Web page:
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AI Can Analyze Covid-19 Lungs In 10 Secs, Identify High-risk Patients

(Photo : REUTERS/Benoit Tessier)
A member of the medical staff makes a lung X-ray to a patient suffering from coronavirus disease (COVID-19) at the intensive care unit at the Institut Mutualiste Montsouris (IMM) hospital in Paris as the spread of the coronavirus disease continues in France, April 6, 2020.

A new artificial intelligence (AI) technology widely used in Wuhan, China, can scan the lungs within 10 seconds. This technology can aid in controlling the COVID-19 pandemic and even confirms if a patient is at risk of viral pneumonia from coronavirus or not.

Axial AI is a CT scan diagnosis platform that aids medical teams in analyzing the development of COVID-19 in patients faster and with over 90% accuracy rate, according to a BBC report.

Skymind Global Ventures develop the AI software, an AI ecosystem builder, and provides solutions for hospitals and research facilities regarding multiple disease analysis. After its launch in the UK early this year, Skymind recently unveiled an $800 million fund to support startups and AI research across Europe and Asia.

Extensive trial period in Wuhan

Axial AI has been widely used throughout hospitals in Wuhan, Huo Shen Shan, and Lei Shen Shan Hospital, assisting in the diagnosis of over 6,000 COVID-19 patients. A hospital in Malaysia is currently trying out the technology while the company announced last month its offer for NHS to use its Axial AI tool for free.

While AO technologies are extensively being used in tackling the coronavirus pandemic, questions regarding the reliability of these tools arise.

A Med-Tech News report states that the tool has helped doctors treat patients more efficiently “by giving them a unique, quantitative view of the trauma happening inside the patient’s lungs.” This leads to more efficient use of ventilators and ICU beds, which has increased increasing the patient’s chance of survival.

AI in NHS?

There are still no reports on whether NHS has accepted Skymind’s offer to use this technology in the UK.

One possible obstacle for this technology is that the NHS commonly uses chest X-rays instead of CT scanners to make images of Covid-19 patients’ lungs. Although less detailed than CT scans, X-rays are quicker to do, and radiologists can identify pneumonia in the images.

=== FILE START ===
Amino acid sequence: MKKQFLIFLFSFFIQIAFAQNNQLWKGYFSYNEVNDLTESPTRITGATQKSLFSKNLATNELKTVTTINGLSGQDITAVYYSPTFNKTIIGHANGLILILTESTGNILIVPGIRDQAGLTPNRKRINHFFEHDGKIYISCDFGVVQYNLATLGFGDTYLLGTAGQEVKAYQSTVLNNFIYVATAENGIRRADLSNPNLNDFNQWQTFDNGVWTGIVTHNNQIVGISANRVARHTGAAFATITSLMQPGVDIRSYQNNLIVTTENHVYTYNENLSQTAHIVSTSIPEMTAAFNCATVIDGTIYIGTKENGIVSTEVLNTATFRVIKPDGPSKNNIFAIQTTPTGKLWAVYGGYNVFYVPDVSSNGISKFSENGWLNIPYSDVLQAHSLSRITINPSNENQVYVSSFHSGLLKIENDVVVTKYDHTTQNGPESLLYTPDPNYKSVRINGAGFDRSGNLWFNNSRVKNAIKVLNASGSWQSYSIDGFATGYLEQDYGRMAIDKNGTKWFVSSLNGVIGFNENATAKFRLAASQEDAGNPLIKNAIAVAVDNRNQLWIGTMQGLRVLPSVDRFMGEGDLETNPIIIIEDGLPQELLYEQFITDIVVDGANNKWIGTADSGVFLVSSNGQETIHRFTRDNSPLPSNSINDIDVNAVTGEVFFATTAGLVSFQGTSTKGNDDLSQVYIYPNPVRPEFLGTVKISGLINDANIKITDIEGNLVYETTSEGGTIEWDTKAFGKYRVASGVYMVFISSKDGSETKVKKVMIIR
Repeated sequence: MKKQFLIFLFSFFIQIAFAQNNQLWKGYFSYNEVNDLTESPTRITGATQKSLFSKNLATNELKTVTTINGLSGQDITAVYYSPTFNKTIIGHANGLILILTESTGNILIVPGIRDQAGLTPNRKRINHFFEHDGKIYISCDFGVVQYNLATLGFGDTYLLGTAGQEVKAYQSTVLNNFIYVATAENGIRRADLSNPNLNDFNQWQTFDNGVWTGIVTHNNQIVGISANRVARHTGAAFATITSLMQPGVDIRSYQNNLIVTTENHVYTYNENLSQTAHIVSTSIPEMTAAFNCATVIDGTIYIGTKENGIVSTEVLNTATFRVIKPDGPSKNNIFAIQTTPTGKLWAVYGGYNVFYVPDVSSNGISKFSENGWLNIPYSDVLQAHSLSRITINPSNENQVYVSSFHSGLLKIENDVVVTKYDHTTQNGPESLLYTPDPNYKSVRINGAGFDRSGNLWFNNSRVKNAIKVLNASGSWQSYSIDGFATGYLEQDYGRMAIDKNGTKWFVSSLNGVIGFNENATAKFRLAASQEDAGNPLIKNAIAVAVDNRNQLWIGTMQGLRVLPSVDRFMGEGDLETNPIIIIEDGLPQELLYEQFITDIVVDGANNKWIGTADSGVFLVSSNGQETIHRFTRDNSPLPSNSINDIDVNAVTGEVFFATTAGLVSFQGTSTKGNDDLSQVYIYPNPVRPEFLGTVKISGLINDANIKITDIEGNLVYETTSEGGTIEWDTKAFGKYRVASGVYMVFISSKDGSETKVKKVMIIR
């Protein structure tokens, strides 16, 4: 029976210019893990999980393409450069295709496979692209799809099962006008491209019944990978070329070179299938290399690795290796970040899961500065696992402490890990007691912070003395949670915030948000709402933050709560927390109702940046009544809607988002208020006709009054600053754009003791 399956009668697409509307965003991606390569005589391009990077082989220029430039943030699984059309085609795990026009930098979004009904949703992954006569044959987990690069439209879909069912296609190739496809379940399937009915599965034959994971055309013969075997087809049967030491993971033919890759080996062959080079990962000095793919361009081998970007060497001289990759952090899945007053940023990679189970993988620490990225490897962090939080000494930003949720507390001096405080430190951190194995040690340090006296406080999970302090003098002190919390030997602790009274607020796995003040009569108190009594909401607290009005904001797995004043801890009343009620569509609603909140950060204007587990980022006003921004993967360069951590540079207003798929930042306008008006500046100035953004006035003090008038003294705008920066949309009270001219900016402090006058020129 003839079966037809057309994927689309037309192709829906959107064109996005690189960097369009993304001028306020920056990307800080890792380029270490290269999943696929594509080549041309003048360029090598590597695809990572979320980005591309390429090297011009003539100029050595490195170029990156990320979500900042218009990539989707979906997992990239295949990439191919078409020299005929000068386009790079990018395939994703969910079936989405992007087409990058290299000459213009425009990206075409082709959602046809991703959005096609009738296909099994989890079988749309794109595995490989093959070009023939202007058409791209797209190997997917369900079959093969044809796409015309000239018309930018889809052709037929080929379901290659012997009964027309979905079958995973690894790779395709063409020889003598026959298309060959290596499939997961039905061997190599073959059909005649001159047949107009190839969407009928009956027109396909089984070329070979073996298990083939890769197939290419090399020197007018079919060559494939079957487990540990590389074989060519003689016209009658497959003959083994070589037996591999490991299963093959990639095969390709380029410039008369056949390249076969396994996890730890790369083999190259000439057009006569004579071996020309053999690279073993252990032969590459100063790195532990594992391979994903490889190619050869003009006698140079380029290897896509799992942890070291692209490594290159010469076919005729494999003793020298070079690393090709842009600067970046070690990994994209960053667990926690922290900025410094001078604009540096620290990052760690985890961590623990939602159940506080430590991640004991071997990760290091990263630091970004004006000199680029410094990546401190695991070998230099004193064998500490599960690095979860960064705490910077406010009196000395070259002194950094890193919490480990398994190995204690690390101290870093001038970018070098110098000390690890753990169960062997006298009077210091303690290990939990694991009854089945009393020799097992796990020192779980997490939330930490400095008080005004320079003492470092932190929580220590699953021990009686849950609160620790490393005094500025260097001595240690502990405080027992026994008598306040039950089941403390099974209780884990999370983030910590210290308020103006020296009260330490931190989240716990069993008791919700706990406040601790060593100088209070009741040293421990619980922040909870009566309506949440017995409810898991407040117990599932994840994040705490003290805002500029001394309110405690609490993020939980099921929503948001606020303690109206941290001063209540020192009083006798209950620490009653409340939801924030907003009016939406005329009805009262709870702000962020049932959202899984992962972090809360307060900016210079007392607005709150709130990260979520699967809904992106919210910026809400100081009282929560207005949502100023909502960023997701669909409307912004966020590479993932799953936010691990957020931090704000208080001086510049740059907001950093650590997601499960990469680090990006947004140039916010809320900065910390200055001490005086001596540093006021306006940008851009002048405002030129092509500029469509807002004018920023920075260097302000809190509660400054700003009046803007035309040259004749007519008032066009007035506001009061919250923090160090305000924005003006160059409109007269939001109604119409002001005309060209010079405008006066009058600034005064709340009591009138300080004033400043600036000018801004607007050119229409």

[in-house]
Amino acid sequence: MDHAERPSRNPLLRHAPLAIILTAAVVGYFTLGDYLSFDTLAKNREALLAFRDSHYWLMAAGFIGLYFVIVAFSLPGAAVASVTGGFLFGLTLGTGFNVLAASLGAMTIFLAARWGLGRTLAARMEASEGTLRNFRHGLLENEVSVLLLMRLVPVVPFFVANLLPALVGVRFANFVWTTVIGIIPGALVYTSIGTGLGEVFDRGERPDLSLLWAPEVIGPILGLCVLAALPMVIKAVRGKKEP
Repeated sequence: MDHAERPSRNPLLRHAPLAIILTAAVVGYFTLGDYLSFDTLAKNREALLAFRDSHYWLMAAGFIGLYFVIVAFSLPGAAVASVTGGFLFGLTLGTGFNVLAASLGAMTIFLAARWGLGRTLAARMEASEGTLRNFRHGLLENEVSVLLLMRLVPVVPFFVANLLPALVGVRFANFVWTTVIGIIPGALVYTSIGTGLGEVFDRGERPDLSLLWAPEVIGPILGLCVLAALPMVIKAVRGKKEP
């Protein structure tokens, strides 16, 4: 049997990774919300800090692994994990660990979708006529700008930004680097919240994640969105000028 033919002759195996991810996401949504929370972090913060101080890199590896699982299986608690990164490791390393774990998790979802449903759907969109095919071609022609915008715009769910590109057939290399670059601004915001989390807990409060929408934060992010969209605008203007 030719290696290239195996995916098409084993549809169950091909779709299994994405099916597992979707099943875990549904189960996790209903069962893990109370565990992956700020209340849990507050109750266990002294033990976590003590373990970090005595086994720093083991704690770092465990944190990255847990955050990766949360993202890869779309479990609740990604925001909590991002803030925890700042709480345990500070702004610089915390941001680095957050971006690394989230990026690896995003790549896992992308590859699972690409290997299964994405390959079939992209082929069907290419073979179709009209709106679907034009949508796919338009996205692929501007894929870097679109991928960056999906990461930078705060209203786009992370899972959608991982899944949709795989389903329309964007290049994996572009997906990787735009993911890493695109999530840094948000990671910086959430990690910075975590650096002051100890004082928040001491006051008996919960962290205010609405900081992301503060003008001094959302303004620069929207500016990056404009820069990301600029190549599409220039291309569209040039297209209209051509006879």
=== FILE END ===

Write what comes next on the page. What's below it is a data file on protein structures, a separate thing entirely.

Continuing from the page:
However, there is still a future for AI in British hospitals as some of them are trying out AI tools to manage the crisis. For example, the Royal Bolton Hospital now uses AI in interpreting X-ray images. It has been tried in 11,000 chest X-rays, including around 500 of confirmed Covid-19 cases.

Dr. Rizwan Malik, a radiology consultant at Royal Bolton, said the tool has been running automatically on all chest X-rays carried out by the hospital for a week. Malik also said the tool’s algorithm will look for possible signs of Covid-19, including opacity patterns in the lungs.

“It basically gives clinicians another tool to help them make decisions – for example, which patients they’ll admit, which they’ll send home,” said Malik adding that patient’s data is processed entirely within the hospital’s network. Meanwhile, the software was developed by Mumbai-based

The BBC has reported two unnamed NHS hospitals that currently use another tool that detects abnormalities in lung X-rays. developed the tool, which has so far analyzed the scans of 147 suspected Covid-19 patients. The company’s spokesperson said the tool successfully classified the scans as “normal” or “abnormal” in more than 90% of cases.

Meanwhile, Dr. Thomas Daniels, a respiratory specialist at University Hospital Southampton, stated that treating patients with severe lung problems caused by Covid-19 can be stressful. Although he has not yet used an AI algorithm in analyzing chest X-rays in Covid-19 patients, a tool as such could be greatly useful.

“It often takes a… radiologist hours or sometimes even days to get to that particular chest X-ray and write a report on it,” said Daniels adding that an algorithm to generate a likelihood-of-Covid score could ease the process.

“That would obviously be so much quicker to generate than waiting for a radiologist report.”

Source: Techtimes | 05 May 2020